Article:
Now that my Honda Accord has 230,000 miles on it, I'm shopping for a new car. Gas mileage is a factor, of course, not just
to save money but also to assuage my environmentalist guilt over my 60-mile round trip commute. So I'm considering a Prius.
My husband, however, thinks a bigger car would be more comfortable. So in trying to convince him, I emphasized the gas consumption
"The Prius is a bit small," I said, "but as a hybrid it averages 48 miles to the gallon. And some people even get 55 mph or
"But you wouldn't be one of those people," he replied. "When I drive your car, I get 34 mpg, but you only get 29."
Dismayed, I asked for tips to improve my mileage. He told me to accelerate slowly, spend more time in a cruising gear (even
if that sacrifices a little power), and watch traffic further down the road, to avoid braking and then speeding up repeatedly.
In other words, I needed to smooth out my changes in speed.
My gas guzzling habits, I realized, arise from my desire to reach my destination quickly. The funny thing is, my husband can
drive anywhere in less time than I do. This was a reminder that not only does haste make (fuel) waste, but it may not even
make things faster.
Some people in the pharma industry, however, are way ahead of me in learning this lesson. One of them is Nick Warne, PhD,
director of formulation development at Pfizer (formerly Wyeth), in Andover, Massachusetts. At this fall's AAPS conference,
he gave a talk on how the Andover group has developed a platform to accelerate drug product development. Many companies use
platforms, of course, but one particular aspect of the Andover approach intrigued me: They doesn't go for all-out speed.
A year or so ago, the group reduced the development timeline, from gene to IND, to 17 months (and have since shortened that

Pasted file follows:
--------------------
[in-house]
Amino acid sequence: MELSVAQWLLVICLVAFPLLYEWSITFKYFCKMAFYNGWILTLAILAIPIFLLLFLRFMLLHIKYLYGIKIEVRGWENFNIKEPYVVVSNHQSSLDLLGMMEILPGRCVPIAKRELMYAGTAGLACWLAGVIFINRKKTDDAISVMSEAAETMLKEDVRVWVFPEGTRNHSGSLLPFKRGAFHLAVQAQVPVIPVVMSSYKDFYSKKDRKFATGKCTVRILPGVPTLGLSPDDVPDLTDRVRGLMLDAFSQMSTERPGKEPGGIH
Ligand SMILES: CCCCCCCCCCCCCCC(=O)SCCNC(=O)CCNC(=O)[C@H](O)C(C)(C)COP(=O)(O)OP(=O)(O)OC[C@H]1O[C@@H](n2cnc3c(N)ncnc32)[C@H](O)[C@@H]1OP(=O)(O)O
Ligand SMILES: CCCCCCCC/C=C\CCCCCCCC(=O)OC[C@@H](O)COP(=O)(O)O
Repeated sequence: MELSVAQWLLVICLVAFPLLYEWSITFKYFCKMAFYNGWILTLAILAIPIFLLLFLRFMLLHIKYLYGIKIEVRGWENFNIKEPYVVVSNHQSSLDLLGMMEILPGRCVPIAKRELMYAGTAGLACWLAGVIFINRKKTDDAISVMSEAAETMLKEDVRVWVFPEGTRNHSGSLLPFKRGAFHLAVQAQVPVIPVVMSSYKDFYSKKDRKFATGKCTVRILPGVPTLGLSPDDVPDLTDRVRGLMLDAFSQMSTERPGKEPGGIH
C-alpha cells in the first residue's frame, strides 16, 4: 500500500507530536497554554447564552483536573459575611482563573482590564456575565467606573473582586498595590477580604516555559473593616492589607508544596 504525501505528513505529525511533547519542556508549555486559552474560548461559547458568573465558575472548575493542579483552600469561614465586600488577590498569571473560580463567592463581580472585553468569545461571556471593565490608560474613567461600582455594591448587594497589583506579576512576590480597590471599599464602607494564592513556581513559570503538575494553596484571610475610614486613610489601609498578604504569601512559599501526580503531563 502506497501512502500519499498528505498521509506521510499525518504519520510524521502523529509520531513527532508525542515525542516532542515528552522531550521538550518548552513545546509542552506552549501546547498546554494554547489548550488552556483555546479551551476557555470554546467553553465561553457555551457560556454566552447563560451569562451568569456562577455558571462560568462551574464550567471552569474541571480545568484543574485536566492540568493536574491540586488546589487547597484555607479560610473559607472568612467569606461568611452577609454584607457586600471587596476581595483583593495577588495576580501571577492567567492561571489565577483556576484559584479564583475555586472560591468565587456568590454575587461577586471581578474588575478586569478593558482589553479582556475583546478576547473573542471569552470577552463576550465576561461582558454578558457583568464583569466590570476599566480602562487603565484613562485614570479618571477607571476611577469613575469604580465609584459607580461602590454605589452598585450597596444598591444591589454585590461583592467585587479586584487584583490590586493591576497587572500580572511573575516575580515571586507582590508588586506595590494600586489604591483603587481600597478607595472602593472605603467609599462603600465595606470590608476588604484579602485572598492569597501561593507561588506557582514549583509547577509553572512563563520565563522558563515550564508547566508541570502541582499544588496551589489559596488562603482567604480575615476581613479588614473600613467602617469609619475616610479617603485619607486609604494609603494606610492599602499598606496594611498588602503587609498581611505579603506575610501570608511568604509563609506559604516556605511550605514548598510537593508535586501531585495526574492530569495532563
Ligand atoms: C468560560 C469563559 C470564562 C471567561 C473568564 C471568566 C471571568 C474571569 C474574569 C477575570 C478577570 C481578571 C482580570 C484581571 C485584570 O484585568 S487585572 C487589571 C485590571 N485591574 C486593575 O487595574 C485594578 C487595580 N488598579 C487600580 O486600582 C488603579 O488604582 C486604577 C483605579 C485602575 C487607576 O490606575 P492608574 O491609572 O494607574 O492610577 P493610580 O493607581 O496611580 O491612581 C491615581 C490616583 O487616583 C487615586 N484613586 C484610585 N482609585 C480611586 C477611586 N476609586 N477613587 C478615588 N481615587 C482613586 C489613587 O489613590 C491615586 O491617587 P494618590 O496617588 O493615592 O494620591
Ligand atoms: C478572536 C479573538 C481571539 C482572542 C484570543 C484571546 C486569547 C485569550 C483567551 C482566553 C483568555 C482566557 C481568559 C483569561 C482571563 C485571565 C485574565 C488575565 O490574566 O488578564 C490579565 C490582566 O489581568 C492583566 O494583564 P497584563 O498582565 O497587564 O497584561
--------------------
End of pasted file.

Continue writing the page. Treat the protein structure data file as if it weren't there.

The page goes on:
further). "This is not the fastest possible," Warne said. "But time is not the only important factor. It is also about reproducibility
The chosen platform, he explained, not only allows the team to hit its deadlines consistently, but also ensures consistent
quality (e.g., low levels of high molecular weight species) and the production of sufficient drug quantities (e.g., for toxicology,
clinical trials, stability testing). "For example, I know that at a prescribed week, the purification group will give me 4.5
g of drug to test," he said. In other words, they are smoothing out the changes in speed, and getting better returns overall.
This approach also balances speed and resource investments. "Industry statistics teach us that 90% of these products will
likely fail in the clinic," Warne reminded the audience. "Not only does this platform get products into the clinic faster,
but by standardizing our approach, we also avoid overinvesting in processes and formulations for products that will never
reach the market."
The classic project development triangle says that of the three key elements—time, cost, and quality—you can only get the
desired result on two out of three. Applied to pharma manufacturing, where you clearly can never sacrifice quality, this paradigm
instructs you to choose between saving money or saving time.
Warne's results, however, like the driving example, seem to say that by balancing things right, you may not be able to reach
the extremes of low cost or high speed, but you can get pretty close to your goals on both—reaching your endpoint faster, with the same
or fewer resources—while maintaining quality.
Laura Bush is the editor in chief of BioPharm International, email@example.com